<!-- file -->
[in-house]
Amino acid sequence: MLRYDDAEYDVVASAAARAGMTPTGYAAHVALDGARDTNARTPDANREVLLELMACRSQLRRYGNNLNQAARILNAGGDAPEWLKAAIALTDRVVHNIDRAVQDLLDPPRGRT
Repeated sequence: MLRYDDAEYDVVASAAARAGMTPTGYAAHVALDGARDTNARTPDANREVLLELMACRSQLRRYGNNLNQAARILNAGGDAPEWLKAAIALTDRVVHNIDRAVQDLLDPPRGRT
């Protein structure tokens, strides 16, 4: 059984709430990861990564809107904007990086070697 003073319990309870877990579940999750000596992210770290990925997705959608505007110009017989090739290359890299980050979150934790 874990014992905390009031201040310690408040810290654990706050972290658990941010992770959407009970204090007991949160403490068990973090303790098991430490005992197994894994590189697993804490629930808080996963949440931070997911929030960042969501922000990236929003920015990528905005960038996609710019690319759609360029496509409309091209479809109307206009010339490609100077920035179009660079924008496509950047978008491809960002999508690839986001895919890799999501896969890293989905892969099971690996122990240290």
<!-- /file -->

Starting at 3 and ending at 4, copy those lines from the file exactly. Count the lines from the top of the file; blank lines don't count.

Repeated sequence: MLRYDDAEYDVVASAAARAGMTPTGYAAHVALDGARDTNARTPDANREVLLELMACRSQLRRYGNNLNQAARILNAGGDAPEWLKAAIALTDRVVHNIDRAVQDLLDPPRGRT
């Protein structure tokens, strides 16, 4: 059984709430990861990564809107904007990086070697 003073319990309870877990579940999750000596992210770290990925997705959608505007110009017989090739290359890299980050979150934790 874990014992905390009031201040310690408040810290654990706050972290658990941010992770959407009970204090007991949160403490068990973090303790098991430490005992197994894994590189697993804490629930808080996963949440931070997911929030960042969501922000990236929003920015990528905005960038996609710019690319759609360029496509409309091209479809109307206009010339490609100077920035179009660079924008496509950047978008491809960002999508690839986001895919890799999501896969890293989905892969099971690996122990240290």